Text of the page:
About the Fayetteville Shale
An introduction to the Fayetteville Shale including its location and geographic extent, economic importance, and physical characteristics.
The Fayetteville Shale is an unconventional natural gas reservoir located on the Arkansas side of the Arkoma Basin, ranging in thickness from 50 to 550 feet and ranging in depth from 1,500 to 6,500 feet. The shale is a Mississippian-age shale that is the geologic equivalent of the Caney Shale found on the Oklahoma side of the Arkoma Basin and the Barnett Shale found in north Texas.
The Fayetteville Shale is important to Arkansas because it holds large quantities of natural gas. Unlike more traditional oil and gas fields that contain hydrocarbons in porous rock formations, shale holds natural gas in a fine-grained rock matrix. Until recent years, most shale formations were not considered profitable areas for gas production. With new technology and elevated natural gas prices, companies have made the Barnett Shale play in north Texas one of the hottest production fields in the country. Encouraged by the success in the Barnett Shale formation, operators looked at other large shale formations, including the Fayetteville Shale.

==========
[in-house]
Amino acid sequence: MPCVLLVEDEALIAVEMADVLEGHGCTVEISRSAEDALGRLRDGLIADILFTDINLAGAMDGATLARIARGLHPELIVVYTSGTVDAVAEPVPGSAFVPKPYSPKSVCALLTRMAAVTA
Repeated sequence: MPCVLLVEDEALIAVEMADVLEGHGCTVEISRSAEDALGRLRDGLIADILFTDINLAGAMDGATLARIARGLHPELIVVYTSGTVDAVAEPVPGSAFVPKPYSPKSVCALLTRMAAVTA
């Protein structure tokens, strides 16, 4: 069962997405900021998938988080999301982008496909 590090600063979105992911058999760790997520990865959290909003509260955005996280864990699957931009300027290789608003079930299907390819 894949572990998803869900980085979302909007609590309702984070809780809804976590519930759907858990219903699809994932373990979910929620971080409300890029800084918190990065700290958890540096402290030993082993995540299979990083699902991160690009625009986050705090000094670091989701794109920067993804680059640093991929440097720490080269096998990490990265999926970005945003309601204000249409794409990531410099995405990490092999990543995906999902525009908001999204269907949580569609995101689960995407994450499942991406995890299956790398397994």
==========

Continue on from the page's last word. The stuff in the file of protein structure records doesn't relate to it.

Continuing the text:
At the end of 2007, there were approximately two million acres under lease to production companies in the play. It is anticipated that thousands of wells will be drilled during the next several years. This activity will include construction and installation of roads and pipelines, as well as drilling fluid disposal pits and infrastructure to handle hundreds of millions of gallons of fracturing fluids.
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